Italy – Costa Rica 0:1
Back threes and fives remain unbeatable at this World Cup. Back fours are dead. And oh shit, Costa Rica is good!
Italy wanted the center – and Costa Rica knew that
Costa Rica was able to use Italy’s focus on the center of the pitch to their own advantage. Off the ball they showed a bold organization of their midfield. They formed their defense in a narrower 5-4-1 that was higher and more flexible.
They switched from a basic 4-1 block into a compact 3-2 block in the center. This 3-2 block consisted of three compact triangles and allowed for greater access than the withdrawn 4-1. Campbell was was usually positioned a little to the right so that he could push Pirlo out of Italy’s buildup. On the left side, Bolanos either took up a half left position or Tejeda pushed up aggressively. Borges and Ruiz then advanced very well and always based their position on Pirlo. The Italian playmaker dropped deeper as he found it very difficult to play. Because of the well organized block of five around the center, the Italians could not effectively employ their usual ball circulation.
Instead, the Italian full-backs had a lot of space, but Italy’s leisurely rhythm often prevented them from causing damage. Darmian, especially, had large gaps in front of him, but it was obviously not in the game plan to integrate the moderate offensive qualities of the more defense-oriented all-rounder. There were hardly any shifted balls to him. If any balls were played to him, Costa Rica reacted with a very strong, early attack from their wing-backs. Gamboa in particular appeared very suddenly and dynamically next to the midfield line. It was again impressive that the rest of the players then formed clean lines of four when a defender left position, because nothing wobbled. Everything was planned and well rehearsed.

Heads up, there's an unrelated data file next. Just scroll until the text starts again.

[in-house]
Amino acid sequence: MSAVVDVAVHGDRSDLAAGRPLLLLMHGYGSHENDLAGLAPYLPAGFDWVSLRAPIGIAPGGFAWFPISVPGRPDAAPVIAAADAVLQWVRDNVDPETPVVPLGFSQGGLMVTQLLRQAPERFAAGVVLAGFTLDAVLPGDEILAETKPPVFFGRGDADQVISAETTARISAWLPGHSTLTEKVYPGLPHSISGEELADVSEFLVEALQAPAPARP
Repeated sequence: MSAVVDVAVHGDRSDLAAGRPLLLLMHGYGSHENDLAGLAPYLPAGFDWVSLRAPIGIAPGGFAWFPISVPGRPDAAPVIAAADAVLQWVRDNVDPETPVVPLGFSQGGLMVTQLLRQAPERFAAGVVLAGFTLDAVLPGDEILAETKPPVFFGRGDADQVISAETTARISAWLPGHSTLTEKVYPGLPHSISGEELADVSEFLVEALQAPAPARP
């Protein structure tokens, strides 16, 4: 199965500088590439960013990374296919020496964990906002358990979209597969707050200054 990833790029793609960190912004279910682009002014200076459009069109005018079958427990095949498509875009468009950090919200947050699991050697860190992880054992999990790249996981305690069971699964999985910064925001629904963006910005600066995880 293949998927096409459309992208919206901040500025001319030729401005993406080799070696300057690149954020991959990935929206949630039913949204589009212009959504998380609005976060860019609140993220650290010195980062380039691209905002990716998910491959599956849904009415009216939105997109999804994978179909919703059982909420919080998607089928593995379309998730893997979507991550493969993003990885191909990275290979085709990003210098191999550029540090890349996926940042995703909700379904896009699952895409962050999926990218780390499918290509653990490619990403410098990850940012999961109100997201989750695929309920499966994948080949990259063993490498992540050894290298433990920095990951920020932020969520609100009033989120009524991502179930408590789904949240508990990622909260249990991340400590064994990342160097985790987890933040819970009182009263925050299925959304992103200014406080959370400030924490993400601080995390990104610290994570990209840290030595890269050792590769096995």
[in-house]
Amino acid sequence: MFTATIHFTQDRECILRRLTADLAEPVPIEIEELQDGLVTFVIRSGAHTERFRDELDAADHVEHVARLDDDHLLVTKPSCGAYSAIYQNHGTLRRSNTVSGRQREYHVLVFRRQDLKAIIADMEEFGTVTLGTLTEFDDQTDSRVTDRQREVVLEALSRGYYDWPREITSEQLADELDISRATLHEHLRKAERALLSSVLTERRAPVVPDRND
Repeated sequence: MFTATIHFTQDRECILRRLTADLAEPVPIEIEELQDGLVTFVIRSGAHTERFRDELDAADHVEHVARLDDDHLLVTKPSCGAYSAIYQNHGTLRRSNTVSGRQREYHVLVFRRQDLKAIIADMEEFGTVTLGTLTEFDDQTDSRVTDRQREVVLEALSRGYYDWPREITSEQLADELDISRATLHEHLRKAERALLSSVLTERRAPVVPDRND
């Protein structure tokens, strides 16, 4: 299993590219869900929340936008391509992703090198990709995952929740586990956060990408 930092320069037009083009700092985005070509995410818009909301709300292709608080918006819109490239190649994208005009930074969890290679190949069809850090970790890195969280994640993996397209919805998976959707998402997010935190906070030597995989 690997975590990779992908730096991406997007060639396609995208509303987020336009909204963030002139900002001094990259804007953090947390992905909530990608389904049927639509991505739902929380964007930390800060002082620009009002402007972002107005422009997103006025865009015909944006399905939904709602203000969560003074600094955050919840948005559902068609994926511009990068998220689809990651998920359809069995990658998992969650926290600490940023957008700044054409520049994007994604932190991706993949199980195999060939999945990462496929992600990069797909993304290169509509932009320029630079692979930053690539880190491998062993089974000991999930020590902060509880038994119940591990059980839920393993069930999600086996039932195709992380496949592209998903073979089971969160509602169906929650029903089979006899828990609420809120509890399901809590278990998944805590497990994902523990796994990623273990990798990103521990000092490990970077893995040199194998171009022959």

No Italian integrated correctly
This also applied when one of the three central defenders pushed up to take on a player in the intermediate line space. This kept Costa Rica’s line relatively high, which turned out to be a good fit: the distance from Pirlo to the striker was greater and it was difficult to play long balls behind the defense and easier for Costa Rica to defend. Pirlo had one good ball over the top to Balotelli in the 30th minute, but the opportunity was squandered.
Otherwise, Italy’s offensive options were easy to guess. Costa Rica’s organization crippled everything they tried: Motta was hardly involved as he was trapped in the cover shadow of the 3-2 block and could contribute barely anything. Marchisio tried to overload in different zones but rarely found any connection in the intermediate line space and then was mostly blocked by a defender pushing up. Candreva’s role on the right was unclear. He and Abate operated together to provide width, which worked against the game plan and was inefficient. Balotelli saw little light against the back three. He did manage to achieve a pass completion rate of 100% – but only played a miserable twelve passes.
Italy does not run behind – and Costa Rica knows that
Even with the ball the Costa Ricans, in their 5-4-1 formation, could exploit the Italian’s focus on the center of the pitch. First, the three central defenders had no problems circulating the ball against Balotelli. The full-backs pushed high, and were often sought by shifted balls. Since the Italians barely push out to the wing, this functioned well and accounted for a lot of Costa Rica’s play in the first half.
This surprisingly patient ball circulation has been fostered by the free role of the outstanding Bryan Ruiz. He shuttled through the midfield space, mainly in front of the holding midfielders – and lured the Italians forward with very safe combinations (pass rate 90%) into the center. However, Italy’s three skilled sixes proved adaptable and stable and prevented penetration into higher zones. But, they found no access and could not move out wide to support the ball circulation. Pirlo occasionally moved centrally, while De Rossi and Motta formed a double six, but even then Pirlo had to stay quite deep. Furthermore, the combinations to Marchisio dragged him into the path of Gamboa.